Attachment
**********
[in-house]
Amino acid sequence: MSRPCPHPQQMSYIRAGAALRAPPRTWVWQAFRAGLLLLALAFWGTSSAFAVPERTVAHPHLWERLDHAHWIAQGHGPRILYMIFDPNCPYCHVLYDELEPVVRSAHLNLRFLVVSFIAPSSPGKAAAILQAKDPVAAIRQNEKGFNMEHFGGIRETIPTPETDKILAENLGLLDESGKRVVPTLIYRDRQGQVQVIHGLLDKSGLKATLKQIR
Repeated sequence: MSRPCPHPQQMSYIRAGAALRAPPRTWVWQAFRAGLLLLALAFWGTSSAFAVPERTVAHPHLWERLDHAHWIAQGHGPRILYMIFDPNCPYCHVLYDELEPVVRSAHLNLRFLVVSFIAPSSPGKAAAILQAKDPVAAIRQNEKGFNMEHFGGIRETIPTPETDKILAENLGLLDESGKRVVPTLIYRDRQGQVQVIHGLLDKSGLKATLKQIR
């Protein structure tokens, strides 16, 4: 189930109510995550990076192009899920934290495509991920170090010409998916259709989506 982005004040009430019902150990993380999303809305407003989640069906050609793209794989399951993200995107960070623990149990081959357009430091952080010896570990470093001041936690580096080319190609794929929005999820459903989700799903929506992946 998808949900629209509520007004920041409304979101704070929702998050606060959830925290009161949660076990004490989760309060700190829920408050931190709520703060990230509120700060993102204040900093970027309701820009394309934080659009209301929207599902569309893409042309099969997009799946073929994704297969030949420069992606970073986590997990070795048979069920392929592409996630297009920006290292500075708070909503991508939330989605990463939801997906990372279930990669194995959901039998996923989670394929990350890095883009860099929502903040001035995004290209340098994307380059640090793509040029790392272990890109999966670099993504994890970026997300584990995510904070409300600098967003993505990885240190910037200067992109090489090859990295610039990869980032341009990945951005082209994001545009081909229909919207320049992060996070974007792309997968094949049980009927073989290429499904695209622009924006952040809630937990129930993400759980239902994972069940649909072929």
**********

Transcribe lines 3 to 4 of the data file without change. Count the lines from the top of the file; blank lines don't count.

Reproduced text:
Repeated sequence: MSRPCPHPQQMSYIRAGAALRAPPRTWVWQAFRAGLLLLALAFWGTSSAFAVPERTVAHPHLWERLDHAHWIAQGHGPRILYMIFDPNCPYCHVLYDELEPVVRSAHLNLRFLVVSFIAPSSPGKAAAILQAKDPVAAIRQNEKGFNMEHFGGIRETIPTPETDKILAENLGLLDESGKRVVPTLIYRDRQGQVQVIHGLLDKSGLKATLKQIR
């Protein structure tokens, strides 16, 4: 189930109510995550990076192009899920934290495509991920170090010409998916259709989506 982005004040009430019902150990993380999303809305407003989640069906050609793209794989399951993200995107960070623990149990081959357009430091952080010896570990470093001041936690580096080319190609794929929005999820459903989700799903929506992946 998808949900629209509520007004920041409304979101704070929702998050606060959830925290009161949660076990004490989760309060700190829920408050931190709520703060990230509120700060993102204040900093970027309701820009394309934080659009209301929207599902569309893409042309099969997009799946073929994704297969030949420069992606970073986590997990070795048979069920392929592409996630297009920006290292500075708070909503991508939330989605990463939801997906990372279930990669194995959901039998996923989670394929990350890095883009860099929502903040001035995004290209340098994307380059640090793509040029790392272990890109999966670099993504994890970026997300584990995510904070409300600098967003993505990885240190910037200067992109090489090859990295610039990869980032341009990945951005082209994001545009081909229909919207320049992060996070974007792309997968094949049980009927073989290429499904695209622009924006952040809630937990129930993400759980239902994972069940649909072929």